First, the student must be met where they are at, rather than be expected to change for the sake of their teachers or their environment. There are many reasons a student may be quiet in the classroom, including an introverted nature, shyness, a feeling of disconnect from their peers, cultural reasons, and many more; it is not for the teacher to “correct” this, but rather to help the student learn in way that best suits them. Quiet students learn differently than their outgoing peers, often needing quiet time to reflect on material in order to fully understand it and are usually uncomfortable with immediate-response situations. It can be extremely discouraging for a quiet learner to be expected to participate in large group discussions. This discomfort will keep the student from speaking, even though they know they are supposed to, which makes the student feel inadequate compared to their outspoken peers. Teachers have the power to shift the learning environment to accommodate and engage quiet learners so that they get as much out of school as their peers do. Ann Medaille and Janet Usinger (2019) suggest a variety of strategies for engaging quiet students in the classroom; they recommend that instructors “consider other forms of class participation than speaking aloud”, “have students share their thoughts through written responses”, and “use technologies to encourage and redefine what it means to participate in classes” among other things. Through strategies like these, quiet students are given an equal opportunity to express their understanding to their teachers without being forced to change their natural learning style.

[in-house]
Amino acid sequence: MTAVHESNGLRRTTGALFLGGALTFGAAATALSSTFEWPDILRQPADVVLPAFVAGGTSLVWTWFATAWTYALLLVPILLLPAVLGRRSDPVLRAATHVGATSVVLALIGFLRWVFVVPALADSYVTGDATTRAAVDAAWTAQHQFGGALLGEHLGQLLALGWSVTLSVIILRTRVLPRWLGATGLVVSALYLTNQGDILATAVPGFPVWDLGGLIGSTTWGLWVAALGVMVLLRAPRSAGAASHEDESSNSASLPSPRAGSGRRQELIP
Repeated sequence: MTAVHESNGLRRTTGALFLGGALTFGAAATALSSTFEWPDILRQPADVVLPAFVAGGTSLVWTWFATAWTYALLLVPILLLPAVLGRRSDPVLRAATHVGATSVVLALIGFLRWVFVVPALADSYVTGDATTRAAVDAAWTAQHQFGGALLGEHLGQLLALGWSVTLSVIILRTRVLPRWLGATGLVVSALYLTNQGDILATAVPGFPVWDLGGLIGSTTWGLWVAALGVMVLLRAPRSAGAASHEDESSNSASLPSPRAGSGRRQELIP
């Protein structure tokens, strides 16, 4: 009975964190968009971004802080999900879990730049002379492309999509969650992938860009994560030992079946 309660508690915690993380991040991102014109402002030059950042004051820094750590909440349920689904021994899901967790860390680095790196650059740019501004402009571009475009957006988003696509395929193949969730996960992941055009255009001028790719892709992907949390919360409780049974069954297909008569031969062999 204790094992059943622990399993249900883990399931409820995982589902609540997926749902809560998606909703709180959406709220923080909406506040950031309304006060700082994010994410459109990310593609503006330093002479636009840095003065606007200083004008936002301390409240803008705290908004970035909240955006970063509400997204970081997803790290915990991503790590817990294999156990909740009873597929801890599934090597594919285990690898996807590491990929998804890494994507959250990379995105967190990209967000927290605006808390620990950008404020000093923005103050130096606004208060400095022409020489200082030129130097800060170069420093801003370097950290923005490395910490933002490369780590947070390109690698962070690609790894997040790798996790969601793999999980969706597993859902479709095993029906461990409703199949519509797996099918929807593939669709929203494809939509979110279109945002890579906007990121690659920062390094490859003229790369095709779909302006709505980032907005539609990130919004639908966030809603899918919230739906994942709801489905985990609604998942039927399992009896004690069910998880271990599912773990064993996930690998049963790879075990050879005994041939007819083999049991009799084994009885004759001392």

Second, a broader cultural shift needs to occur for quiet students to truly be accepted as no less capable than their outgoing peers. Though American society continues to reward personable, outgoing people, the classroom has the potential to be a birthplace for change. If quiet children grow up with the assurance that their quietness does not diminish their value or capability, they will become quiet adults who can utilize their unique attributes rather than suppressing them. Susan Cain expresses this idea in Quiet, calling the unique characteristics that many introverts have “soft power” (pg. 181). Existing naturally in quietness often allows a person to focus better, study a subject for hours on end, or become more in-tune with the thought and feelings of those around them. Teachers can recognize these abilities and encourage them in the classroom, ultimately benefitting all students by allowing a wide range of contributions to come together to create the best possible learning environment.

Many quiet students experience difficulty in the classroom; as I learned in my personal experience, it’s easy for to feel inadequate when things like conversation and verbal participation–skills that don’t come naturally to quiet students–are emphasized above all else. It can be disheartening for these students when their peers ask them why they never talk, or when their teacher passes over them in favor of more outgoing students. Fortunately, there are strategies that instructors can employ to engage quiet students and give them a more equitable learning experience. Involving written responses, allowing time for reflection, and offering small-group conversation options among other things can help teachers to support the learning processes of quiet students. This kind of support is essential for creating the best learning environment for these students, but it is also necessary for supporting their sense of self: being quiet is not a flaw, after all, but perhaps is even a strength.

Ella Steen

Ella is a freshman at Gordon, majoring in Linguistics. She is from the Twin Cities area in Minnesota. Ella enjoys reading, writing, watching movies, and learning about linguistics. She is very excited to be writing for the Princemere this year, and hopes Gordon students will enjoy what the journal has to offer!